Wednesday, 7 April 2010

New books: Bernadotte and the town where it all began

With the celebrations of the Bernadottes’ 200 years in Sweden approaching, Örebro County Museum chose to dedicate the 2009 edition of their yearbook to Carl XIV Johan. The book, titled Bernadotte – Det började i Örebro, is edited by Yvonne Torstensson and contains contributions by Birger Wennberg, Herman Lindqvist, Jan Mårtenson, Lars O. Lagerqvist and Göran Alm.
It was in Örebro that the Four Estates met in August 1810 to elect an heir to the childless King Carl XIII. He had become king following the deposal of his nephew Gustaf IV Adolf the previous year and the heir first chosen by the Estates, Christian August of Augustenburg, had died suddenly shortly after his arrival in Sweden. Many believed he had been poisoned and blamed the Marshal of the Realm, Axel von Fersen, who was consequently beaten to death by a mob during the Crown Prince’s funeral. In such uncertain times it was deemed too unsafe for the General Estates to meet in Stockholm and Örebro was chosen instead.
The largest part of this book is a revised edition of Birger Wennberg’s 1994 book Bernadotte och Örebro. Wennberg recounts the surprising events of the General Estates’ meeting, which did not, as had been anticipated, lead to the election of Christian August’s brother, but of Jean-Baptiste Bernadotte, Marshal of the French Empire and Prince of Pontecorvo.
These momentous events are well-known and (naturally) Wennberg has no new information to add. But what makes his account stand out from others is his local connection to Örebro. Thus he is able to paint a colourful portrait of the town as it was two centuries ago and make us understand just how remarkable it was that this undeveloped small town became the centre of events which would alter the course of Swedish, and arguably also European, history.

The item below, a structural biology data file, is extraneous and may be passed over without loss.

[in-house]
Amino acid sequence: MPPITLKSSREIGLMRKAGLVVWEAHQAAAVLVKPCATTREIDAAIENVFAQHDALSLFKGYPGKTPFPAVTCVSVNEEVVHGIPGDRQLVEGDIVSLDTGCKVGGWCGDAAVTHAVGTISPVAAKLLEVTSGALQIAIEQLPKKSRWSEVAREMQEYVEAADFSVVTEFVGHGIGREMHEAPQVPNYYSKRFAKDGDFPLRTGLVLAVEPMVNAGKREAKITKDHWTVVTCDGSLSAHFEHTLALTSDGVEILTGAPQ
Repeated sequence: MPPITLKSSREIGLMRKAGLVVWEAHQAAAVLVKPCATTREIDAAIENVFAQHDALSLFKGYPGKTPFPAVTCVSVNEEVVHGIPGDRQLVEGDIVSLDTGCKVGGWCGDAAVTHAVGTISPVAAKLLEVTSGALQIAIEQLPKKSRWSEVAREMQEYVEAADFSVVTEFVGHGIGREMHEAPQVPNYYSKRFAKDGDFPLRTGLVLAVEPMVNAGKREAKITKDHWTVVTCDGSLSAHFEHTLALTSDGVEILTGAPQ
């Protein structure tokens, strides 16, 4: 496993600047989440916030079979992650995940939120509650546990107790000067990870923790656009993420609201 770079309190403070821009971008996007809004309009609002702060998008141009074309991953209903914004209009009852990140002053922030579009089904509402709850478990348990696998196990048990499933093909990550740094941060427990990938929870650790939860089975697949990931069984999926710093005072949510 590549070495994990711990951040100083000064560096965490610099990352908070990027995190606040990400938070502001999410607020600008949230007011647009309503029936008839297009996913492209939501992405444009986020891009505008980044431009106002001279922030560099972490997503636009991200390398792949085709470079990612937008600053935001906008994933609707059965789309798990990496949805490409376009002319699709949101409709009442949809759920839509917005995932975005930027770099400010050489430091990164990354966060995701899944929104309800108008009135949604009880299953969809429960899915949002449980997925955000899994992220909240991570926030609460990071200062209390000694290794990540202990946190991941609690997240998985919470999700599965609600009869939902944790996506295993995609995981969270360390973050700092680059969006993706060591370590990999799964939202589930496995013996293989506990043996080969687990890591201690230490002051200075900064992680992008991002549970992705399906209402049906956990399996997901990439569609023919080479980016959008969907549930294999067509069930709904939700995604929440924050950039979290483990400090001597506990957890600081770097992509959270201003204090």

The second part of the book is by the notoriously unreliable tabloid journalist Herman Lindqvist, who summarises his very weak biography of Bernadotte. This chapter aims to answer the question of who Bernadotte was, but, like Lindqvist’s own book, it reduces the multi-faceted, complex personality that was Jean-Baptiste Bernadotte to a one-dimensional caricature.
More interesting is the third part, by the former diplomat and courtier Jan Mårtenson, who looks at Mörner the kingmaker. The 29-year-old Lieutenant Carl Otto Mörner persuaded the Foreign Minister to allow him to go to Paris as an extra courier asking for Emperor Napoléon’s advice about who should be the new heir to the Swedish throne and took it upon himself to invite one of the French Marshals to come to Sweden. As we know, his plan succeeded, but Mörner himself never reached the heights of glory. The story of Carl Otto Mörner is a fascinating one, and this chapter might well have been longer.
In the last but one chapter the historian Lars O. Lagerqvist, one of Carl XIV Johan’s more significant biographers, treats the reader to an entertaining account of the King’s daily life and – a favourite topic of Lagerqvist’s – what the King ate.
The final chapter is by Göran Alm, art historian and head of the Bernadotte Library, who discusses Carl Johan’s relation to the arts, an aspect of his career which has been accorded surprisingly little attention. The Royal Palace in Oslo and Carl Johan’s library are at the centre of Alm’s argument, which concludes that Carl Johan understood how to use the arts as political tools and as means to legitimise his dynasty in Sweden and Norway.
The book is generously illustrated and works well as an introduction to the first phase of the history of the Bernadotte dynasty. But it would have been better if the chapter on Carl Johan’s background had been written by a more serious and knowledgeable author than Herman Lindqvist, who is now long past his prime.

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